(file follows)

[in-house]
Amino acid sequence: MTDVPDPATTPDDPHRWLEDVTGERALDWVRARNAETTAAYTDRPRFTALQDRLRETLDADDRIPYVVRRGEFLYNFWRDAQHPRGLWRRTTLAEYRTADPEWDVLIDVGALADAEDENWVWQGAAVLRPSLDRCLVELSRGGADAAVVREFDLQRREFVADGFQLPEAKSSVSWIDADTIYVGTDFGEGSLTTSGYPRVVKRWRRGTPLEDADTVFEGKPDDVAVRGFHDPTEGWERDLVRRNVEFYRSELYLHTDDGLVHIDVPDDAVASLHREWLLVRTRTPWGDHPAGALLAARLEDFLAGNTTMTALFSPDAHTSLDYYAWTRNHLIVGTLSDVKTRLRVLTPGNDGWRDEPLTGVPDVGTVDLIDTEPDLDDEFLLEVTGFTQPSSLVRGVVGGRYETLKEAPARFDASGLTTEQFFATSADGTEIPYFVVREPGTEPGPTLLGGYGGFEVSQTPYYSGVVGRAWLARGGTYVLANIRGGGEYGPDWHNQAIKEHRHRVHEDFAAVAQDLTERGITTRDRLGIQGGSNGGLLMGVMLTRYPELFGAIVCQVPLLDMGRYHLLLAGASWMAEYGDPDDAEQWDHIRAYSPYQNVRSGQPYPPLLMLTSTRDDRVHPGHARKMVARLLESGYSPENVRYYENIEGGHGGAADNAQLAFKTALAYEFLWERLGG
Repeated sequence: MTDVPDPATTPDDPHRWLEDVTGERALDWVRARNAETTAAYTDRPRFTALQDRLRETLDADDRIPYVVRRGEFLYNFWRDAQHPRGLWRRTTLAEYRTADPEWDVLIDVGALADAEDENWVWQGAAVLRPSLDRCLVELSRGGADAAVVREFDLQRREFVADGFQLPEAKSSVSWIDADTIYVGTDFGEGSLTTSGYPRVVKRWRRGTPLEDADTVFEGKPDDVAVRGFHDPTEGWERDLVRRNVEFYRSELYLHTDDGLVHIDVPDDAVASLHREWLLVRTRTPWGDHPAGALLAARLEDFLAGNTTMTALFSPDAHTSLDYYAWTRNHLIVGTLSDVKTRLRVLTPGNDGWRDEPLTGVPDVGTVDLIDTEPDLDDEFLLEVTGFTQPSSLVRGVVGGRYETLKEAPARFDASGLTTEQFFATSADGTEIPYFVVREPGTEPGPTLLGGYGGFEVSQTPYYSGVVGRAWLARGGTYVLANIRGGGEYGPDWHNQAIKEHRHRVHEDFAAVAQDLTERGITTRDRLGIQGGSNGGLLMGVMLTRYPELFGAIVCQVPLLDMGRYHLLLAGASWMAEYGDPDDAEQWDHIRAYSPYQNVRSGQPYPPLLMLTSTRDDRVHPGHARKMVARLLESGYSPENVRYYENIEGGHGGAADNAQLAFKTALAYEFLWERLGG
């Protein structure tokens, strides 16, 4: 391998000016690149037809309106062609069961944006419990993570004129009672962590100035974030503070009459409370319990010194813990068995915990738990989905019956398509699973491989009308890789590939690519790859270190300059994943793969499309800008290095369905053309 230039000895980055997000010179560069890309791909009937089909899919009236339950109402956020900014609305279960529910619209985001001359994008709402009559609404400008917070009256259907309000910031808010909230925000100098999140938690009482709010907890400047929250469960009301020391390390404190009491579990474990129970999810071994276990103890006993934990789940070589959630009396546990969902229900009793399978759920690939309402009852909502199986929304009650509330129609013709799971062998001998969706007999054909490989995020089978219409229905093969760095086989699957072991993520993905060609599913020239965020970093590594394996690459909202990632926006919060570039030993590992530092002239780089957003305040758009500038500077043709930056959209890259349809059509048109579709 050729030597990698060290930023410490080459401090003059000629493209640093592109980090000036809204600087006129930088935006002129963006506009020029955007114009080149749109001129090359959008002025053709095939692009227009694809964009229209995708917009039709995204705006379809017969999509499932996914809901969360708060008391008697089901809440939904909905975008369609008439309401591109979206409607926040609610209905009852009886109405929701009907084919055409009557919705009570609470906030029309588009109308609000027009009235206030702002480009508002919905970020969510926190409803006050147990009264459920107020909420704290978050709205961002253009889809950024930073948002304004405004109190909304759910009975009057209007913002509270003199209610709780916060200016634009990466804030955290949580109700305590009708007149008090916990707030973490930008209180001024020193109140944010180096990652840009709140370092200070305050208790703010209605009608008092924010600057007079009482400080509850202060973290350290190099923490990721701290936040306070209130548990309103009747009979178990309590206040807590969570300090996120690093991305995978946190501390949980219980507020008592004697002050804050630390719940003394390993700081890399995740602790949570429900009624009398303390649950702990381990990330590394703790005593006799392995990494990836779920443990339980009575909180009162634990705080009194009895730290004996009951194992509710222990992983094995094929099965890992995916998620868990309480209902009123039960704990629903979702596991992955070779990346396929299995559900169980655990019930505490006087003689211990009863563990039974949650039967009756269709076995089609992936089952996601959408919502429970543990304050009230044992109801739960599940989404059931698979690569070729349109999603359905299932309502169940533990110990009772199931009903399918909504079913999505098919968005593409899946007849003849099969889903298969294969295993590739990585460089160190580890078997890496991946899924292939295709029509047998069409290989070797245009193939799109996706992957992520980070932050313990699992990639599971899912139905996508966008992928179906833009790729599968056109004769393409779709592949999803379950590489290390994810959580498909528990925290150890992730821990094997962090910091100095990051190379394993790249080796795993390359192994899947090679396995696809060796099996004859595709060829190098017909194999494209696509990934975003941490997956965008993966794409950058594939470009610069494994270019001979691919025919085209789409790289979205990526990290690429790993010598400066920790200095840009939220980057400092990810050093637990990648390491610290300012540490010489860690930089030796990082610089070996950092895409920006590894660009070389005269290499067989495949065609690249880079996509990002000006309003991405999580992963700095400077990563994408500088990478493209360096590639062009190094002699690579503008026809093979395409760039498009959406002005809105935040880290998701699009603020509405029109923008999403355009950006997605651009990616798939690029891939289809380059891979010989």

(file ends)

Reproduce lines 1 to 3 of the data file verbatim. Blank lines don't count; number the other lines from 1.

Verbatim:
[in-house]
Amino acid sequence: MTDVPDPATTPDDPHRWLEDVTGERALDWVRARNAETTAAYTDRPRFTALQDRLRETLDADDRIPYVVRRGEFLYNFWRDAQHPRGLWRRTTLAEYRTADPEWDVLIDVGALADAEDENWVWQGAAVLRPSLDRCLVELSRGGADAAVVREFDLQRREFVADGFQLPEAKSSVSWIDADTIYVGTDFGEGSLTTSGYPRVVKRWRRGTPLEDADTVFEGKPDDVAVRGFHDPTEGWERDLVRRNVEFYRSELYLHTDDGLVHIDVPDDAVASLHREWLLVRTRTPWGDHPAGALLAARLEDFLAGNTTMTALFSPDAHTSLDYYAWTRNHLIVGTLSDVKTRLRVLTPGNDGWRDEPLTGVPDVGTVDLIDTEPDLDDEFLLEVTGFTQPSSLVRGVVGGRYETLKEAPARFDASGLTTEQFFATSADGTEIPYFVVREPGTEPGPTLLGGYGGFEVSQTPYYSGVVGRAWLARGGTYVLANIRGGGEYGPDWHNQAIKEHRHRVHEDFAAVAQDLTERGITTRDRLGIQGGSNGGLLMGVMLTRYPELFGAIVCQVPLLDMGRYHLLLAGASWMAEYGDPDDAEQWDHIRAYSPYQNVRSGQPYPPLLMLTSTRDDRVHPGHARKMVARLLESGYSPENVRYYENIEGGHGGAADNAQLAFKTALAYEFLWERLGG
Repeated sequence: MTDVPDPATTPDDPHRWLEDVTGERALDWVRARNAETTAAYTDRPRFTALQDRLRETLDADDRIPYVVRRGEFLYNFWRDAQHPRGLWRRTTLAEYRTADPEWDVLIDVGALADAEDENWVWQGAAVLRPSLDRCLVELSRGGADAAVVREFDLQRREFVADGFQLPEAKSSVSWIDADTIYVGTDFGEGSLTTSGYPRVVKRWRRGTPLEDADTVFEGKPDDVAVRGFHDPTEGWERDLVRRNVEFYRSELYLHTDDGLVHIDVPDDAVASLHREWLLVRTRTPWGDHPAGALLAARLEDFLAGNTTMTALFSPDAHTSLDYYAWTRNHLIVGTLSDVKTRLRVLTPGNDGWRDEPLTGVPDVGTVDLIDTEPDLDDEFLLEVTGFTQPSSLVRGVVGGRYETLKEAPARFDASGLTTEQFFATSADGTEIPYFVVREPGTEPGPTLLGGYGGFEVSQTPYYSGVVGRAWLARGGTYVLANIRGGGEYGPDWHNQAIKEHRHRVHEDFAAVAQDLTERGITTRDRLGIQGGSNGGLLMGVMLTRYPELFGAIVCQVPLLDMGRYHLLLAGASWMAEYGDPDDAEQWDHIRAYSPYQNVRSGQPYPPLLMLTSTRDDRVHPGHARKMVARLLESGYSPENVRYYENIEGGHGGAADNAQLAFKTALAYEFLWERLGG